Sequor Law Attorney, Daniel M. Coyle, shared his insights about the role of Cryptocurrency in the legal industry on this month’s Attorney Spotlight.


What practice areas do you focus on?
I focus on creditor’s rights, asset recovery and bankruptcy, with a focus on cross-border issues. I represent creditors of all types, whether institutional/non-institutional lenders, trade creditors, or judgment creditors regarding debts ranging from commercial loans to fraud claims. I assist with national and global asset recovery asset efforts as well as wholly-instate efforts and I am practicing in state courts, bankruptcy courts and federal district and appellate courts.


What has been your experience as a member of the International Committee for NAFER?
It has been rewarding to have conversations and share panels with a broad range of experts in the area of financial fraud. My first exposure to cryptocurrency came from my involvement with NAFER.


What types of issues have emerged regarding the interactions between the developing legal landscape of cryptocurrency, including NFTs, and well-established areas of law?
We as asset recovery lawyers have been forced to face the reality that the current tools that the law gives creditors and fraud victims are not tailored to these types of assets. We need to attempt to fit these types of remedies—many of which were created by the common law and only later codified—into the pursuit of an asset that is intangible. The ease and speed with which these assets can be transferred outside of a given jurisdiction is also an obstacle.


In your opinion, how has your work in asset tracing, creditors’ rights and your various other areas of practice been affected by the rise of cryptocurrency and its related matters?
Cryptocurrency is an entirely different asset class that was difficult to categorize at first. Only recently have some jurisdictions determined that cryptocurrency is property. More and more fraudsters and litigation targets have the ability to—or are—holding cryptocurrency assets. Additionally, the rise of cryptocurrency has spawned entirely new types of fraud/thefts and/or ways of executing fraudulent schemes/thefts. Asset recovery practitioners are still trying to keep up and/or stay a step ahead of fraudsters, but this space is constantly changing due to new innovations, both innocently in the technology (i.e., new blockchains and tokens being created) or less innocently (i.e., new types of fraudulent schemes).


Given that most of your work is on an international scope, does the anonymity of cryptocurrency help or hinder the processes involved in your multiple areas of practice?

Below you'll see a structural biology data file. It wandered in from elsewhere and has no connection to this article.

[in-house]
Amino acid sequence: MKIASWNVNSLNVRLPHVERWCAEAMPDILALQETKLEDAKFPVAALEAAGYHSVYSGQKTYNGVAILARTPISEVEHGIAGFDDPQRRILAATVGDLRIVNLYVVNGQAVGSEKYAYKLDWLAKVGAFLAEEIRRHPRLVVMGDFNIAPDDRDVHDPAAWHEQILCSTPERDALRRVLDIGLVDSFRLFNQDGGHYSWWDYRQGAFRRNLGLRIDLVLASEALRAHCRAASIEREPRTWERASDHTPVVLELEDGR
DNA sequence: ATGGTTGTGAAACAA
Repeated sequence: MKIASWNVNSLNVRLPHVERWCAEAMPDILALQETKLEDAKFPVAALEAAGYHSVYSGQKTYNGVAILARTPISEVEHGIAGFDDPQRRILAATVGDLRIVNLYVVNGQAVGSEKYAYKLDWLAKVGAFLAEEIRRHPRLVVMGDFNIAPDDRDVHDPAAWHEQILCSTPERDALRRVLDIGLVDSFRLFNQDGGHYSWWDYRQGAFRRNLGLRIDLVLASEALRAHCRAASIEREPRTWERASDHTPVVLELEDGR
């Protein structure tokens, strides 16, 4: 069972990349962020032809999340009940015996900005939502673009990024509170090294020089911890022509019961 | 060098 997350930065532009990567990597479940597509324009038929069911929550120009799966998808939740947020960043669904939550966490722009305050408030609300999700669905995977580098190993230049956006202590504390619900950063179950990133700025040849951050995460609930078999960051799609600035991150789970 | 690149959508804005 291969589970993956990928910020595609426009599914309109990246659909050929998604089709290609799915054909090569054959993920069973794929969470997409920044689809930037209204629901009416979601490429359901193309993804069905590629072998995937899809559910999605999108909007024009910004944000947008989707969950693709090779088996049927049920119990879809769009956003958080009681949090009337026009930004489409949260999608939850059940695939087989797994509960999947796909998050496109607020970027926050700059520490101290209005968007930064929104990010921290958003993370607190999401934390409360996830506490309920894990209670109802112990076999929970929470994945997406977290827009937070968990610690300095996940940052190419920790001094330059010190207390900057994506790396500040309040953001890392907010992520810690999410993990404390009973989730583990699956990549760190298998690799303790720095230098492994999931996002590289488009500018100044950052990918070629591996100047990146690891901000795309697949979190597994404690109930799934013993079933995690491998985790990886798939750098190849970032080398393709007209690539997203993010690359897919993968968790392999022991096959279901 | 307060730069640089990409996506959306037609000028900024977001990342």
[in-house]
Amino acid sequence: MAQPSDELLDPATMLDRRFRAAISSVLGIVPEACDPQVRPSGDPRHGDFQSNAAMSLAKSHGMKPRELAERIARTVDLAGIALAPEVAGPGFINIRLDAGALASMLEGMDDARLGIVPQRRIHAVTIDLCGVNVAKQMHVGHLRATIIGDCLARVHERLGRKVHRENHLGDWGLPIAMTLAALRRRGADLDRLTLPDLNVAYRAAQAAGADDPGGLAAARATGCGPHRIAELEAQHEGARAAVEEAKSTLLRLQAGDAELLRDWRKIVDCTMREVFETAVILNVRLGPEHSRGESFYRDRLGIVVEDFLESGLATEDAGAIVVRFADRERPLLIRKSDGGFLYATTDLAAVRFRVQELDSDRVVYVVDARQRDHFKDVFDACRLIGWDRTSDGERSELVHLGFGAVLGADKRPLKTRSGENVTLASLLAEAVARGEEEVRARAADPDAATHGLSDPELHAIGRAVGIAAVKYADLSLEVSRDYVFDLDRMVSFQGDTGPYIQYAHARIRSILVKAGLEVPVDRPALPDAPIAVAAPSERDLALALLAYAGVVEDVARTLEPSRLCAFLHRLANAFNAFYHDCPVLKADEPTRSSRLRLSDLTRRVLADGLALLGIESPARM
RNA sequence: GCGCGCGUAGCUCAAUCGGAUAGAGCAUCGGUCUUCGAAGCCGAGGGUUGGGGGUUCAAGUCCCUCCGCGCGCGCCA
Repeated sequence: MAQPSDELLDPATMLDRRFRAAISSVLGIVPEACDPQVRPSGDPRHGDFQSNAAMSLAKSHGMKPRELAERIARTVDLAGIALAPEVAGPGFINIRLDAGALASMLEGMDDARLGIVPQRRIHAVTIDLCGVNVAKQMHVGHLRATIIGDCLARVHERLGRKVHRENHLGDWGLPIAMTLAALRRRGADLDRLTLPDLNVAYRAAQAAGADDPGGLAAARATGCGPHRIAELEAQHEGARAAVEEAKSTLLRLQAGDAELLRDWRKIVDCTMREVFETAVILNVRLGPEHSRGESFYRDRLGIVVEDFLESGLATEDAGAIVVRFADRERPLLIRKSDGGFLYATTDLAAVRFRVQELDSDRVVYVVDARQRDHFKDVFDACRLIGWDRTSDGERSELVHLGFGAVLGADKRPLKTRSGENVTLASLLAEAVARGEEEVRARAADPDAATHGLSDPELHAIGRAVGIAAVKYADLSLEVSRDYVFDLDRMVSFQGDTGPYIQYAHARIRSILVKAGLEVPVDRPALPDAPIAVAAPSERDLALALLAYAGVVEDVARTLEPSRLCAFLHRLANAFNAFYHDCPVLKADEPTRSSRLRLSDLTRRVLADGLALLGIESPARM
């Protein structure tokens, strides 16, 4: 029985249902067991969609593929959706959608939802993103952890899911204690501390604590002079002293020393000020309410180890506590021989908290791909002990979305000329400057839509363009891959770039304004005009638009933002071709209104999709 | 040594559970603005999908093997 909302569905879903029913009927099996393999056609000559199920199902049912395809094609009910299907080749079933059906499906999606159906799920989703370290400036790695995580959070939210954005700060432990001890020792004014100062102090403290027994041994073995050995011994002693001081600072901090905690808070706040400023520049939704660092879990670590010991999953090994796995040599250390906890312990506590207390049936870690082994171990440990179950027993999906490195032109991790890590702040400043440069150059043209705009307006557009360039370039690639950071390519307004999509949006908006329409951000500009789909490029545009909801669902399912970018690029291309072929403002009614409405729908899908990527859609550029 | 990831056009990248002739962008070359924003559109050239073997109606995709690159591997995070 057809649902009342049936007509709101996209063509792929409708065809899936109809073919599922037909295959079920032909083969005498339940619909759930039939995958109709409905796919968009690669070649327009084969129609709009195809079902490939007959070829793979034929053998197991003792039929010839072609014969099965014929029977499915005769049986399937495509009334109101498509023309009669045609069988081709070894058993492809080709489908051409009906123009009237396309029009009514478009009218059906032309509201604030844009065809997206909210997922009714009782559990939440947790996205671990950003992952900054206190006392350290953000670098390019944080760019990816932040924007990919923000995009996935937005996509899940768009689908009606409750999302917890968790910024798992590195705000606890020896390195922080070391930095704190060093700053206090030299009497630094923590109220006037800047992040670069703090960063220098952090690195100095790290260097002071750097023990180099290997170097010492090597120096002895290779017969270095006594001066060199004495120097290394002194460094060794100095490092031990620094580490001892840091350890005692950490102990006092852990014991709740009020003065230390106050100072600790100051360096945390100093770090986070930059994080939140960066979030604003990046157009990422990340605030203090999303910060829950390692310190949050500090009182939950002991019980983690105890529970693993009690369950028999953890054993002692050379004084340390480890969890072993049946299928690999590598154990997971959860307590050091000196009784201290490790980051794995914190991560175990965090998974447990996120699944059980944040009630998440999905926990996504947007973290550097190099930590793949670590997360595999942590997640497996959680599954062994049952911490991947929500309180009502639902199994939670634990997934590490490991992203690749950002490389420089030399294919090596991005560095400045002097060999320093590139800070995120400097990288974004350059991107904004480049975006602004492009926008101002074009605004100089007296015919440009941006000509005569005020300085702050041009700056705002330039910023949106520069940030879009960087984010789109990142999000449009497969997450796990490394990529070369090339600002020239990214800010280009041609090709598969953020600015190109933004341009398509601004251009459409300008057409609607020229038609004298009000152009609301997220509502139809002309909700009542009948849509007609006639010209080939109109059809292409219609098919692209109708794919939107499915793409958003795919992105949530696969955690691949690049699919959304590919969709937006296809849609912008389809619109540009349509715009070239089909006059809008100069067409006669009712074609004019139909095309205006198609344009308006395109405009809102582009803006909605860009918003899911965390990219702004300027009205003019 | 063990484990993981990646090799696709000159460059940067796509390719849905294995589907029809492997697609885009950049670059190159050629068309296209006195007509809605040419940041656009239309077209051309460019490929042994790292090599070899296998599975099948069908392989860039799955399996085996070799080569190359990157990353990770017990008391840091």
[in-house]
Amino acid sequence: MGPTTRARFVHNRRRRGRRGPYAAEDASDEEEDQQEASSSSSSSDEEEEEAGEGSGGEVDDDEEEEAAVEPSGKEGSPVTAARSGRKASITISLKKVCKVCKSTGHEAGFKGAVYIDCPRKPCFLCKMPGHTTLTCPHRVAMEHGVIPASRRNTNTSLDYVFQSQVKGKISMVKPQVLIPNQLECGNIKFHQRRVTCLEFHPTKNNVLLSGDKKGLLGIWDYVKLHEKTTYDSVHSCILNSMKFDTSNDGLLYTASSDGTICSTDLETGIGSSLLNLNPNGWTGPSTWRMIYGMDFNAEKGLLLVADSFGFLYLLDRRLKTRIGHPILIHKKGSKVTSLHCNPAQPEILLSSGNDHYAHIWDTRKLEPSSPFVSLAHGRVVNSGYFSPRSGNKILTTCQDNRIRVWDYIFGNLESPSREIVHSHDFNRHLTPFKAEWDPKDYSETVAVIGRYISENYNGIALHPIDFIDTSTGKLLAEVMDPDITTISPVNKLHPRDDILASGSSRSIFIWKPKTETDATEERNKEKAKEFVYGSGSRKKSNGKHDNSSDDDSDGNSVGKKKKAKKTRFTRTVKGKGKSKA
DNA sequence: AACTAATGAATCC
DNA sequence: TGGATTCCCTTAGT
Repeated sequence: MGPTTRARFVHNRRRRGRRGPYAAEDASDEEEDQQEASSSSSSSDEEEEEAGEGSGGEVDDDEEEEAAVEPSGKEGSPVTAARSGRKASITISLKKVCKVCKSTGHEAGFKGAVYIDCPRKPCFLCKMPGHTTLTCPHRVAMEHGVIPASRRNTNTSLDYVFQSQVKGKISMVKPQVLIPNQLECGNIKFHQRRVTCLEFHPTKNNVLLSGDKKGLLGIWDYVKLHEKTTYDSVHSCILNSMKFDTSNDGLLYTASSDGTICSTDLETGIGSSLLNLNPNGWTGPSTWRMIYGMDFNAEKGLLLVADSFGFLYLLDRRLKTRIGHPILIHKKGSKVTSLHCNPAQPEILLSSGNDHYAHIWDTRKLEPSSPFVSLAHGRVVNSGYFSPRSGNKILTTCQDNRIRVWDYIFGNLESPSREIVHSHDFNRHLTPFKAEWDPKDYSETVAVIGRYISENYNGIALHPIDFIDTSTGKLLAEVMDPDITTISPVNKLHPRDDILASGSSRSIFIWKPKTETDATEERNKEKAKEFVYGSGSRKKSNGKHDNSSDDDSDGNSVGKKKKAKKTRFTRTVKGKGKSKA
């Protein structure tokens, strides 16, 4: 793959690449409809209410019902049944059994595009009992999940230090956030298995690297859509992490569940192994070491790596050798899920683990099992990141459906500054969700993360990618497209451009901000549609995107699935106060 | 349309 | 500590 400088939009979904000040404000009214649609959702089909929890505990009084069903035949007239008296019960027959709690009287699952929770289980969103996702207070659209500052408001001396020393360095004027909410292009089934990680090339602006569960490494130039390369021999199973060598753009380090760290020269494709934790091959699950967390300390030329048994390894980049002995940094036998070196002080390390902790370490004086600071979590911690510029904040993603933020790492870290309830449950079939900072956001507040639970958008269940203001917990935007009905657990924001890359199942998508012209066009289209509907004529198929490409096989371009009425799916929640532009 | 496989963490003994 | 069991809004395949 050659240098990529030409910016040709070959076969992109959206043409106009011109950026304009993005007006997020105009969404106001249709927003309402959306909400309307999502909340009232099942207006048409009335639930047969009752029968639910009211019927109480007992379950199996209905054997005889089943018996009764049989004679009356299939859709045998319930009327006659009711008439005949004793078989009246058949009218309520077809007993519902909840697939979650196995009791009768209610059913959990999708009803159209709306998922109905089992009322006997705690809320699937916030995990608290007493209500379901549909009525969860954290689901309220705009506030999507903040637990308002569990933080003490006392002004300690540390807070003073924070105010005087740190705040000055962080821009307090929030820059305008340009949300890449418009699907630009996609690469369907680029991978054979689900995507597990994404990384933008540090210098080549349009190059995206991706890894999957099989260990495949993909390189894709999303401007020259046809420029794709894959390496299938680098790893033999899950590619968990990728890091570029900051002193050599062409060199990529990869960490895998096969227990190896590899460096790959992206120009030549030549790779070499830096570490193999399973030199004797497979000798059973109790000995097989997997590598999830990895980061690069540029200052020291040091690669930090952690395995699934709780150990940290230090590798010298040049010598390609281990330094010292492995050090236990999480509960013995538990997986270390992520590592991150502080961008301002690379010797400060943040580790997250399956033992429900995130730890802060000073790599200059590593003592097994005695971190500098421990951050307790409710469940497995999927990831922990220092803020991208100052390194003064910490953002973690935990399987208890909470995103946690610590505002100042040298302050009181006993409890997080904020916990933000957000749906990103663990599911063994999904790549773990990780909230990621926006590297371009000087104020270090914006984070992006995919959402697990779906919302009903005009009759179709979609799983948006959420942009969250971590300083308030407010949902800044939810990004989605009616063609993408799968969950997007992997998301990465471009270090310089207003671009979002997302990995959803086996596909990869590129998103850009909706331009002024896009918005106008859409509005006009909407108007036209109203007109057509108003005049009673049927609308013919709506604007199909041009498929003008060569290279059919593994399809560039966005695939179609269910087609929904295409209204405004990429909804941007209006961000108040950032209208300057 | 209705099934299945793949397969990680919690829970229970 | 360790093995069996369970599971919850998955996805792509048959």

Cryptocurrency is not truly anonymous. It is quasi-anonymous. It also would not matter if my work were international in scope or not, given that cryptocurrency, by its nature, is cross-border. Tracing it can be done on the public blockchains. However, obtaining information from off-ramps as well as obtaining remedies regarding these off-ramps is where the cross-border practice aspects kick in. Practitioners must develop a close network of professionals in other jurisdictions to be prepared to use the litigation tools in foreign jurisdictions quickly.


Given your tenure as Counsel at Sequor Law, what is the most important thing you have learned? 
The power of time management, organization, and having a system of tracking tasks. The practice can be overwhelming given all that there is to do and developing, implementing, and executing a system to approach tasks in a linear way is crucial.


What inspired you to study law?
I enjoyed writing and debating as well as taking a logical approach to addressing problems.


What is most significant about being a lawyer in this day and age?
Dealing with the constant need to be available at all times and to provide answers/responses immediately. My suggestion is to avoid the temptation to constantly check email and feel the need to respond right away. So much of what makes the practice of law is analyzing issues and strategizing solutions to problems. Unless the communication is urgent, don’t succumb to the temptation to interrupt the more important tasks by stopping your flow of thinking, writing and researching to respond to each email immediately.


What advice would you give to young attorneys?
The first few years of practice are hard and can be a grind. Find a place that supports and fosters your growth, even if the compensation is lower than somewhere else. Learn as much as you can and if you feel a pit in your stomach or fear about being assigned something new and/or unfamiliar, understand that this feeling is to be expected and that in order to grow and improve, you need to embrace the “sink or swim” nature of the practice. Also, don’t lose yourself completely in the law; make time for the things outside of the practice that give your life meaning.


What do you like most about Sequor Law?
I enjoy the work that we do as well as the level of autonomy and creative control that I have to devise legal strategies, construct arguments and employ tactics to meet our clients’ goals.

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